Studying these two games, we can see that hard mode is difficult because as the game progresses, the number of letters that the player can test per guess decreases. Because the player is limited to 6 guesses, it is in their best interest to try and gain as much new information as possible with each new guess, and reusing letters, which hard mode forces the player to do, limits their ability to reveal new information efficiently.

Implications for Software Testers?

1) Focus on maximizing net new information with each test (which means you need to be clear about what is already “known” before each new test)
Now, let’s think about each Wordle guess as if they were a test case, with each letter of the alphabet being a test condition (or parameter value) of the system under test. STILL as guess number 4 would be a horrible guess if hard mode had been disabled. The least possible amount of net new information was produced with that guess. It would be impossible to design a test or guess that would reveal less information. Additionally, if a test case retraces an identical combination of system inputs that have already been reused in test cases that came before it (instead of exploring new combinations of system inputs), that test will be like the “STILL” guess; it will produce much less new information about the system under test than it could.

2) To maximize the amount of new learning with a Wordle guess or software test, you need to maximize the amount of learning achieved by every single letter in a word (or every single test condition in a test).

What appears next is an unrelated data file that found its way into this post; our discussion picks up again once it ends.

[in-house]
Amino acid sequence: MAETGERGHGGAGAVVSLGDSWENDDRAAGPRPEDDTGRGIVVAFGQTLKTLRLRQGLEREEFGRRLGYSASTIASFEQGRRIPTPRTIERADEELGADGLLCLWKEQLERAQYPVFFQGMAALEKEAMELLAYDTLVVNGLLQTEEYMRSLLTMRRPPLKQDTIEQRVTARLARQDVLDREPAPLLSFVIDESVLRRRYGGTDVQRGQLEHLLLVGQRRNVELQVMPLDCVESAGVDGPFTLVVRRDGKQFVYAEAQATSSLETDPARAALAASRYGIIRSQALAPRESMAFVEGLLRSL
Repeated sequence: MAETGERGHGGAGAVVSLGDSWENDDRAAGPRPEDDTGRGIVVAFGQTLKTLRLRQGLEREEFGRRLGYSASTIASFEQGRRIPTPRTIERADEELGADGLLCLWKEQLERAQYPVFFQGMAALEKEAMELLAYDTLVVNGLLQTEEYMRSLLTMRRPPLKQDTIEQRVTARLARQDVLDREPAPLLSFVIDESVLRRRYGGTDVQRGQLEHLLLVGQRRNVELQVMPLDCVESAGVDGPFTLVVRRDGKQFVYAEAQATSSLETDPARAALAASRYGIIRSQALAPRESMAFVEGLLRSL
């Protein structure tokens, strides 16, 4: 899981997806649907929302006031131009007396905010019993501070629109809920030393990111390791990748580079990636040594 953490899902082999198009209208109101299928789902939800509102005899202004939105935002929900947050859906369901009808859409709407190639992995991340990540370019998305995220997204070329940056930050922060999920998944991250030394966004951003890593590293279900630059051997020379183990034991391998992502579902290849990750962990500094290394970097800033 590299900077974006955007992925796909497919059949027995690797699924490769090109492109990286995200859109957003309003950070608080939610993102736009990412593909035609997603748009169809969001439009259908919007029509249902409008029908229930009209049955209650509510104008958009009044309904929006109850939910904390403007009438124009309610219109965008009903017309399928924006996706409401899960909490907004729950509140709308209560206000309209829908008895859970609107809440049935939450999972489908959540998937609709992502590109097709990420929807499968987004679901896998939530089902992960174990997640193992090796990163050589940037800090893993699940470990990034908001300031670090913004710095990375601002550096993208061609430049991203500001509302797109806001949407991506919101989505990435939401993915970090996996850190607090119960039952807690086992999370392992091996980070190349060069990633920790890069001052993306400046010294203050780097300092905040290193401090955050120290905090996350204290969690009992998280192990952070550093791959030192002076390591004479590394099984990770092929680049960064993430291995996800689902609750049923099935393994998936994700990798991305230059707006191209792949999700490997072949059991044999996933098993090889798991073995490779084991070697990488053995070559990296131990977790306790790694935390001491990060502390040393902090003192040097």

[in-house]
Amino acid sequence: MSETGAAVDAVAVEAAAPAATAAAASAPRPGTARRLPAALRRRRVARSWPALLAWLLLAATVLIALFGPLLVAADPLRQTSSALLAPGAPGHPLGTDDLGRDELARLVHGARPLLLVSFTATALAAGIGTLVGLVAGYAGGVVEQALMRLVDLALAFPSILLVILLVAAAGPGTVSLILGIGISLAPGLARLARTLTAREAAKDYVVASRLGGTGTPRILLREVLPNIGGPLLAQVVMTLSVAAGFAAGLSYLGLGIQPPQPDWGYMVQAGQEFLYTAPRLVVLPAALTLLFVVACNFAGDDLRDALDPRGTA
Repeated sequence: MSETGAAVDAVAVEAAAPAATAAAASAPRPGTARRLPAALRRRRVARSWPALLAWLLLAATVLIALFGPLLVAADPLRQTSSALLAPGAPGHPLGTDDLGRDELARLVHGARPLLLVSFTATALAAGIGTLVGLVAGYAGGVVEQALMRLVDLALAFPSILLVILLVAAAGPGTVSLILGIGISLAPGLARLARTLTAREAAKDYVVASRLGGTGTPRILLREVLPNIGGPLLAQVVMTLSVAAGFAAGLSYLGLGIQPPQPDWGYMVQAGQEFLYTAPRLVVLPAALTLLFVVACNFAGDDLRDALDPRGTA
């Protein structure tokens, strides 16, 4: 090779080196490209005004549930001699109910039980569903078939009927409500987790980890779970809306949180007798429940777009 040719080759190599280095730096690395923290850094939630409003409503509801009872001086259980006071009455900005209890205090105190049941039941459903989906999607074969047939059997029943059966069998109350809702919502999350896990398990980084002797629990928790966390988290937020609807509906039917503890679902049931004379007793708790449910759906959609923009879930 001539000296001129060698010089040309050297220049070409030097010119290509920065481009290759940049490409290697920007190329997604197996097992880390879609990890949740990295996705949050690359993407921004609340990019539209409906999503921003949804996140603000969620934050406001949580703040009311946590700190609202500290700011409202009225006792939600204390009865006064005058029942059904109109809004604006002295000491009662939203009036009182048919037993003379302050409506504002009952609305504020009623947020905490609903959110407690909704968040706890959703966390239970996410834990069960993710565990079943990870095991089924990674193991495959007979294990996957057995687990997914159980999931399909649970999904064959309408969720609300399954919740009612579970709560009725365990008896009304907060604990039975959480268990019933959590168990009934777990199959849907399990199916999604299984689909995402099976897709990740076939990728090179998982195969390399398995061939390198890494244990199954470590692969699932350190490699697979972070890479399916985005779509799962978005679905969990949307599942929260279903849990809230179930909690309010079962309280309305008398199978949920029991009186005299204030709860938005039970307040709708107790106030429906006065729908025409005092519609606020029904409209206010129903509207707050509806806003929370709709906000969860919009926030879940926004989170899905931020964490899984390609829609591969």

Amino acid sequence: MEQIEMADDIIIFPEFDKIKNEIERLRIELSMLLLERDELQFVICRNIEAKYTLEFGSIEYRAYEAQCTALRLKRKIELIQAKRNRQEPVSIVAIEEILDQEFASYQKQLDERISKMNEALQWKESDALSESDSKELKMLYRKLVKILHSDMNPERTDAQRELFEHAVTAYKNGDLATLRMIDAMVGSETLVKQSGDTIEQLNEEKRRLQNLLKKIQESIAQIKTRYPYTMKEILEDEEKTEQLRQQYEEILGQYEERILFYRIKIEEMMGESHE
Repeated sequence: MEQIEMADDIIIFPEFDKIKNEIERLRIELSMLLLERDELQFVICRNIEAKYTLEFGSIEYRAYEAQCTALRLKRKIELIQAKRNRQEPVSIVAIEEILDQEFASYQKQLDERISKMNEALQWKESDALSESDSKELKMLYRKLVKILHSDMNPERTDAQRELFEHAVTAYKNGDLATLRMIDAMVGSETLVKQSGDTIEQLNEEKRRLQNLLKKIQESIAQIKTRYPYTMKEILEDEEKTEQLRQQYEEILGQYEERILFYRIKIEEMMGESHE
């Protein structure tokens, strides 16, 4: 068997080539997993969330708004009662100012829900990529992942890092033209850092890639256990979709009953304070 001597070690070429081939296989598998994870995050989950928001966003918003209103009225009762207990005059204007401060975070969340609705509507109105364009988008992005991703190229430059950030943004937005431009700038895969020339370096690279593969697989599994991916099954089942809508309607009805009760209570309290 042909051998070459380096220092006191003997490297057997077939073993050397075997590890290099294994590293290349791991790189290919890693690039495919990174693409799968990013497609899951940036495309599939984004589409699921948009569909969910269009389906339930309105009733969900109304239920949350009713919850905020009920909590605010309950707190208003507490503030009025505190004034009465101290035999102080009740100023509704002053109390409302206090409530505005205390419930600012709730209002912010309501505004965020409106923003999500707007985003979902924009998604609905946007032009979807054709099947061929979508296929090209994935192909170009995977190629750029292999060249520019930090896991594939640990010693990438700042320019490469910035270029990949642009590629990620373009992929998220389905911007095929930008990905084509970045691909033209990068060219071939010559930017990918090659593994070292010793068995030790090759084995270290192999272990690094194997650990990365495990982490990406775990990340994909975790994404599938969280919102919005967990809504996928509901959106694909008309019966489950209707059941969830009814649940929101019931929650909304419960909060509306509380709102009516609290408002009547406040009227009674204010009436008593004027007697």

Now consider just how efficient it was to guess “PHOTO.” The letters P, H, and T had not appeared in any of the guesses so far: the word could therefore be called highly variable in relation to the rest of the guesses. As a result of this variability, we gain new information about 3 different letters, allowing us to solve the puzzle with certainty in the next guess. Within software testing, a highly variable test case, which maximizes the difference between it and the rest of the testing set and includes wholly new pathways through the system under test, will have the best chance of producing a large amount of new and useful information. Tests that produce large amounts of new information are inherently more efficient than those that do not, and are therefore a much better use of testing time and resources.

3) “Don’t test on hard mode”.

Our conclusion? Don’t test on hard mode. Adding a new test with only one or two new test conditions changed in your new test may be an easy and simple way to design test cases, but the lack of new information revealed means that this method is highly inefficient. Upgrade your testing (and improve your Wordle scores) by maximizing the variability of each new test case with Hexawise’s automatic test design tool.

Generating your tests with Hexawise is all about maximizing the amount of new information that you learn, not only with each test, but with each test condition you use in every additional test you execute.


Categories: Software Testing